Reptiles do not sense fear, but they can interpret your behavior.

Handling techniques

Handling Techniques

  • If a large lizard, wear welding gloves or have a large towel ready to cover

  • Have pet carrier open and ready to receive reptile, warming device under a towel to provide some heat

  • Remember to cover the face with a towel or blanket; never allow the reptile to breathe cool air as can cause respiratory infection (RI)

  • Keep stress level to a minimum

Handling techniques1

Handling Techniques

  • Seize from behind. Never handle a lizard from face on!

  • Support whole body, holding upper torso just behind forearms and sliding other arm under base of tail if large lizard

  • Do not grab the tail, although you can place it under your armpit when holding large lizards. Some species can drop their tails!

  • Geckoes are small and can be very fast! Be careful not to get bit, as looks can be deceiving.

Handling techniques2

Handling Techniques

Handling techniques3

Handling Techniques

  • Lizard leashes - beware of “alligator rolling”. Must use a pet carrier to contain animal

  • Never place around lizard’s neck or constrict abdomen to harm vital organs, best placed in front of hind legs or use a harness

  • Can easily break tail

Tricks and special handling

Tricks and Special Handling

If socializing pet Iguanas, including males NOT in breeding season:

  • ALWAYS keep your head above theirs (also during rescues and seizures). NEVER allow a lizard to stay above your line of vision!

  • Hold animal securely to prevent escape or retaliation

  • Head bob SLOWLY until reptile closes eyes. NEVER head bob quickly or abruptly – states your intent to fight

  • NEVER attempt with males during breeding season – futile and you will get bitten

  • Special Note: Never pet or touch a monitor lizard on its head, especially if a female. You are dominating or “bullying”. Males do this to females in the wild when greeting or mating.

Large or aggressive lizards

Large or Aggressive Lizards

  • Monitor lizards and Iguanas especially, approach with caution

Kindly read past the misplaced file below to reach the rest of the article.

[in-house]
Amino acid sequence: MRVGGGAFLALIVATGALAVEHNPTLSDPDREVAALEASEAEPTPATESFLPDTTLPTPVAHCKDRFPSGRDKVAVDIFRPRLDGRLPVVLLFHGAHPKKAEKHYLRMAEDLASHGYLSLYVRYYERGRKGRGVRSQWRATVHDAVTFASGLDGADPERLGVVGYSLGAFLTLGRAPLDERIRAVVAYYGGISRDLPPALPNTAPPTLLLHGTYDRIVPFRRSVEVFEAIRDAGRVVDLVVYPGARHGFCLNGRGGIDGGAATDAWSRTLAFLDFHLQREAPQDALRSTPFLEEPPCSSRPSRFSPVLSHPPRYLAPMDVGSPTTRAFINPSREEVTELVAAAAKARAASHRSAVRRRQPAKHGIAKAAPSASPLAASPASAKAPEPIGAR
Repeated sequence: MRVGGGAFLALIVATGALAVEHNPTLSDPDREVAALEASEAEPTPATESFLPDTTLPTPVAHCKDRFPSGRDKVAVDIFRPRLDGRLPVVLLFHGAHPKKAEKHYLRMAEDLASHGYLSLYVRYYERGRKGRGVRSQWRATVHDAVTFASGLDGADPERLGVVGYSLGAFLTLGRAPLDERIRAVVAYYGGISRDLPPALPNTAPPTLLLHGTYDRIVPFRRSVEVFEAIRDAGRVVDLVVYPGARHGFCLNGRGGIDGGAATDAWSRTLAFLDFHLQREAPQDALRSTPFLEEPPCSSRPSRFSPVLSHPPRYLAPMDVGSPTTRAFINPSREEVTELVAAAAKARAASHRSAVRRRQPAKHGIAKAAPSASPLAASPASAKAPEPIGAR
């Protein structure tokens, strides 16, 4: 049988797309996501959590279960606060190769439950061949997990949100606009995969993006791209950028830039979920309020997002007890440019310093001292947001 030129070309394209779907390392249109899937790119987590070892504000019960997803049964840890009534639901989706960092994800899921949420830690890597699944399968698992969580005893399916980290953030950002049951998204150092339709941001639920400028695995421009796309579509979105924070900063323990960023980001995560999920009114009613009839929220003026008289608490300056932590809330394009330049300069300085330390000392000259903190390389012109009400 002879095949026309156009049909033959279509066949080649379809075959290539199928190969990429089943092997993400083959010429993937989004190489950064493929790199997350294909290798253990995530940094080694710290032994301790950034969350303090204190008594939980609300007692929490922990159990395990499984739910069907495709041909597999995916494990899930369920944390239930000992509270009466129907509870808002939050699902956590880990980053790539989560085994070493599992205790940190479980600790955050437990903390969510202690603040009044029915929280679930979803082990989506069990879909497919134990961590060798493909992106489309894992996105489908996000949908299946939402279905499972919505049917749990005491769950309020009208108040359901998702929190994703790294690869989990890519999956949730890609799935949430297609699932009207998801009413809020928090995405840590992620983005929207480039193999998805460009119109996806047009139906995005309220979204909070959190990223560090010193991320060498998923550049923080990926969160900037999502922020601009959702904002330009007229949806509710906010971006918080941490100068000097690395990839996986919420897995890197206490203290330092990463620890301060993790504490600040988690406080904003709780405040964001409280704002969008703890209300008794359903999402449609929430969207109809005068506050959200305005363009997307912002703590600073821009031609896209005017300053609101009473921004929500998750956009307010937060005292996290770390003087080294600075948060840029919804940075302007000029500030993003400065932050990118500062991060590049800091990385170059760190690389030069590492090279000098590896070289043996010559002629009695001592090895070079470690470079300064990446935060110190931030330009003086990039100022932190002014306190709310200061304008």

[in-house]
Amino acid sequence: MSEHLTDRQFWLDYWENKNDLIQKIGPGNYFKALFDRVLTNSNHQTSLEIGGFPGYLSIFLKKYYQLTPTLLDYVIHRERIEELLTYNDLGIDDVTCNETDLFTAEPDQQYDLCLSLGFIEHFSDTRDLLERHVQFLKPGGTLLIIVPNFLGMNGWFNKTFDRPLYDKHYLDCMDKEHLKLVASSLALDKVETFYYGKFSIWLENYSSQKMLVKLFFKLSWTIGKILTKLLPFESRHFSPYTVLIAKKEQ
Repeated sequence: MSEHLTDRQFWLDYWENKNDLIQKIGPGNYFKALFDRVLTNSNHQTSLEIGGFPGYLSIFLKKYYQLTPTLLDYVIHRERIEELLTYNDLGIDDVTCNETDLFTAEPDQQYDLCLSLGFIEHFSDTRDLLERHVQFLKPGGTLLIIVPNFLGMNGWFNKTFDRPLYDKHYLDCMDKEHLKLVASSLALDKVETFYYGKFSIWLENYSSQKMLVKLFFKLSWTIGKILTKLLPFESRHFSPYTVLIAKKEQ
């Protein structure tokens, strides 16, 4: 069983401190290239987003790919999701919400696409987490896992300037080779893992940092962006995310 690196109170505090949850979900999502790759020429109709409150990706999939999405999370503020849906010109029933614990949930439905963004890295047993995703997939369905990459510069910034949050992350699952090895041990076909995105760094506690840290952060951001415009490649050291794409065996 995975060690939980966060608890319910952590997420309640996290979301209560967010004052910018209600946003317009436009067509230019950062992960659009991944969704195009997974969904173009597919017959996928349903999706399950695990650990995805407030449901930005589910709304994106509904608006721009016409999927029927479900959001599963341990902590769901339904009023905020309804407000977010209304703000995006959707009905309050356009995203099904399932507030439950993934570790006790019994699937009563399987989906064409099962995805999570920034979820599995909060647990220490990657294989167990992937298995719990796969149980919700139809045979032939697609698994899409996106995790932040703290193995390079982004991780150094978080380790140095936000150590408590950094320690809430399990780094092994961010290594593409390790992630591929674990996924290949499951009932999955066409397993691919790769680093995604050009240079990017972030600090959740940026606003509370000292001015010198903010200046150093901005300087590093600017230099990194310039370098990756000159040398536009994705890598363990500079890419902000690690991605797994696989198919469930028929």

• Have VERY powerful bite, claw, tail whip

  • Remember - rescues are often afraid or hostile due to hunger, neglect, abuse or injury

Large or aggressive lizards1

Large or Aggressive Lizards

Large or aggressive lizards2

Large or Aggressive Lizards

  • Beware of claws - can cause serious damage to skin!

  • Trim with nail clipper (only clip the tiny tip off the end, too much can bleed)

  • Use cornstarch to stop bleeding

Large or aggressive lizards3

Large or Aggressive Lizards

  • Pet Flex bandage (also called veterinary wrap) or hockey tape can be used for short term to wrap around mouth and eyes, has calming effect and lizard is unable to bite

  • Do NOT cover nostrils, ensure reptile can breathe!



  • Pet flex bandage (vet wrap) or elastic hockey tape

  • Pre-heated heating disc, hot water bottle or magic bag (REMEMBER - if it is too hot for your hand, it is too hot for the reptile! Always keep it insulated.)

  • Nail clippers and cornstarch

  • Disinfectant and antiseptic cleanser

  • Appropriately sized pet carrier

  • Towels and 1 or 2 blankets

  • Welding gloves

Frogs toads

Frogs & Toads

Turtles & Tortoises

Frogs and toads

Frogs and Toads

  • Frogs streamlined with smoother skin, toads fatter and have a bumpy or warty appearance

  • Some species can be toxic to humans

  • Do not handle if possible, use rubber or latex gloves – safer for amphibian also

  • Seize from behind

  • Wash hands afterward!

Turtles and tortoises

Turtles and Tortoises

  • Turtles mainly aquatic, tortoises are terrestrial